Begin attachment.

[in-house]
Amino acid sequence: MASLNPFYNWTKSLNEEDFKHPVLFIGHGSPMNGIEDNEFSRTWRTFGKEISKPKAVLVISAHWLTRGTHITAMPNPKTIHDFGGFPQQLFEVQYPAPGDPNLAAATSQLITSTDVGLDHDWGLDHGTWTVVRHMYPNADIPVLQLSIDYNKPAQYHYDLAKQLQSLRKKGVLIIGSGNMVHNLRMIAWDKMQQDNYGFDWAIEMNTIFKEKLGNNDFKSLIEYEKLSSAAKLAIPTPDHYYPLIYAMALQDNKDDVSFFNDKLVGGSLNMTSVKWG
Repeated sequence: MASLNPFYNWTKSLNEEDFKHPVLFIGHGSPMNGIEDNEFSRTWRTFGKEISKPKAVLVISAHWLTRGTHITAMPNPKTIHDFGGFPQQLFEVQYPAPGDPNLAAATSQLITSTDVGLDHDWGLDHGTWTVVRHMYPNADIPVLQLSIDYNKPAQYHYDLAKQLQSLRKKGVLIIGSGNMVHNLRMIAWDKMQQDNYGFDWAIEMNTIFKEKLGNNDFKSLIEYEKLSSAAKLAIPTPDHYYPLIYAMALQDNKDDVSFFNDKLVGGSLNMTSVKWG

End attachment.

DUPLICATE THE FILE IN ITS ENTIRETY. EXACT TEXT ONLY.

[in-house]
Amino acid sequence: MASLNPFYNWTKSLNEEDFKHPVLFIGHGSPMNGIEDNEFSRTWRTFGKEISKPKAVLVISAHWLTRGTHITAMPNPKTIHDFGGFPQQLFEVQYPAPGDPNLAAATSQLITSTDVGLDHDWGLDHGTWTVVRHMYPNADIPVLQLSIDYNKPAQYHYDLAKQLQSLRKKGVLIIGSGNMVHNLRMIAWDKMQQDNYGFDWAIEMNTIFKEKLGNNDFKSLIEYEKLSSAAKLAIPTPDHYYPLIYAMALQDNKDDVSFFNDKLVGGSLNMTSVKWG
Repeated sequence: MASLNPFYNWTKSLNEEDFKHPVLFIGHGSPMNGIEDNEFSRTWRTFGKEISKPKAVLVISAHWLTRGTHITAMPNPKTIHDFGGFPQQLFEVQYPAPGDPNLAAATSQLITSTDVGLDHDWGLDHGTWTVVRHMYPNADIPVLQLSIDYNKPAQYHYDLAKQLQSLRKKGVLIIGSGNMVHNLRMIAWDKMQQDNYGFDWAIEMNTIFKEKLGNNDFKSLIEYEKLSSAAKLAIPTPDHYYPLIYAMALQDNKDDVSFFNDKLVGGSLNMTSVKWG